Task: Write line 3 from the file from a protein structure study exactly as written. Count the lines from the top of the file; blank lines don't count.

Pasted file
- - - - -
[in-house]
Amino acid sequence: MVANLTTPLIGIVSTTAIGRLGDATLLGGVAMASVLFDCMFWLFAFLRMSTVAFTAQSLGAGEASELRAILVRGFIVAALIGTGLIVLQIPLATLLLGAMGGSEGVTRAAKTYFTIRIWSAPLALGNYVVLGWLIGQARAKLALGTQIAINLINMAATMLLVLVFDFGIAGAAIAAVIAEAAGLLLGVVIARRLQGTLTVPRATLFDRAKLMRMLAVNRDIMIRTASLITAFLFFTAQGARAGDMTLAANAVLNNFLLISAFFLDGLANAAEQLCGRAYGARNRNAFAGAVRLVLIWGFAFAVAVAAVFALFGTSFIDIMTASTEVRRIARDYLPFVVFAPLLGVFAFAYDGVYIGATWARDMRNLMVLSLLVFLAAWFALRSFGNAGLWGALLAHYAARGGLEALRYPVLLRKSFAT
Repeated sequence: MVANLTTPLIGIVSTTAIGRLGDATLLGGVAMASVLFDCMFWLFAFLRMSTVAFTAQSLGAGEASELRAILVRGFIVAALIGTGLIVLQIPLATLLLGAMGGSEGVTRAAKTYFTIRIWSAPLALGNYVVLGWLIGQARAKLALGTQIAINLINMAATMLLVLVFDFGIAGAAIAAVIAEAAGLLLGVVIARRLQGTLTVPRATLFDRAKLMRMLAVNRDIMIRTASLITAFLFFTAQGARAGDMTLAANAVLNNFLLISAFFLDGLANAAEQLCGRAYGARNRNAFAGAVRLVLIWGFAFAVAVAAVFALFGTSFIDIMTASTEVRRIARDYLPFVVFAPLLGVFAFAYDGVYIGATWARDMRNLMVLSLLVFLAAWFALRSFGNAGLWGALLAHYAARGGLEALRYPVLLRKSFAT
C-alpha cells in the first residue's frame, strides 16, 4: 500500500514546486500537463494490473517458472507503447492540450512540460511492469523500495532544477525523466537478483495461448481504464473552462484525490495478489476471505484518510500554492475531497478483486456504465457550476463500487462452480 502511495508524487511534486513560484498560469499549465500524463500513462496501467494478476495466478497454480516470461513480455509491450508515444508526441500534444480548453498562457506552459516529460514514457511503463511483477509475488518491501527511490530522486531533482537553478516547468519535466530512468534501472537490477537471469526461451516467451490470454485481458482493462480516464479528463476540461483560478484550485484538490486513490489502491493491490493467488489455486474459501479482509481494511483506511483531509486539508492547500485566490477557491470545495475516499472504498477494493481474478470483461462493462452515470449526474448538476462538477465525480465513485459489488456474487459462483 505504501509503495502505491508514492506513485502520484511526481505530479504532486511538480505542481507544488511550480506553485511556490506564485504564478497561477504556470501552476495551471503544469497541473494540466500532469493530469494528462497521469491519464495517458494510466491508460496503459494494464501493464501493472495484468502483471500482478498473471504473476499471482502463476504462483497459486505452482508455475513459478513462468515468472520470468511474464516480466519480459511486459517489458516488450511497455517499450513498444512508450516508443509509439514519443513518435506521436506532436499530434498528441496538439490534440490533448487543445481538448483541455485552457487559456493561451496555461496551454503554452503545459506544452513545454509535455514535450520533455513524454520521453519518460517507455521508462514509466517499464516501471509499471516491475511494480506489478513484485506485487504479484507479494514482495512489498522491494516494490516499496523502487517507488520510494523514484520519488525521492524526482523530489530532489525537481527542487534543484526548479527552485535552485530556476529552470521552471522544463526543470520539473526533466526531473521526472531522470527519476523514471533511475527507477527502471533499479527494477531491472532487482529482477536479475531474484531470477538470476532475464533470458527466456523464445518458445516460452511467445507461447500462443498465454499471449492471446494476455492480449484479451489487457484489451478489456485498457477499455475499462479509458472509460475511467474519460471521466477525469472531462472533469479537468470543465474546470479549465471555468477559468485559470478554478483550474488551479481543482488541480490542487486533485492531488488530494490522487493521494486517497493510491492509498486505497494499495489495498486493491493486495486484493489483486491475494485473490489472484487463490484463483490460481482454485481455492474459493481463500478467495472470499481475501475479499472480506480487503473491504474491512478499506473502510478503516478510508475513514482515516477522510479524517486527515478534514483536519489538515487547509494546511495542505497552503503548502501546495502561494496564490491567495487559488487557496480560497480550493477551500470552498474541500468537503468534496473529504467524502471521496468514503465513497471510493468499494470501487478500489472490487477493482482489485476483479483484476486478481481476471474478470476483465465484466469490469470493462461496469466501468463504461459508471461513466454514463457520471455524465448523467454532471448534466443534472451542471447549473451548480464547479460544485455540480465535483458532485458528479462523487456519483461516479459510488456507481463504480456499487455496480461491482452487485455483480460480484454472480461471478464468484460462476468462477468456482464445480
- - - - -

Repeated sequence: MVANLTTPLIGIVSTTAIGRLGDATLLGGVAMASVLFDCMFWLFAFLRMSTVAFTAQSLGAGEASELRAILVRGFIVAALIGTGLIVLQIPLATLLLGAMGGSEGVTRAAKTYFTIRIWSAPLALGNYVVLGWLIGQARAKLALGTQIAINLINMAATMLLVLVFDFGIAGAAIAAVIAEAAGLLLGVVIARRLQGTLTVPRATLFDRAKLMRMLAVNRDIMIRTASLITAFLFFTAQGARAGDMTLAANAVLNNFLLISAFFLDGLANAAEQLCGRAYGARNRNAFAGAVRLVLIWGFAFAVAVAAVFALFGTSFIDIMTASTEVRRIARDYLPFVVFAPLLGVFAFAYDGVYIGATWARDMRNLMVLSLLVFLAAWFALRSFGNAGLWGALLAHYAARGGLEALRYPVLLRKSFAT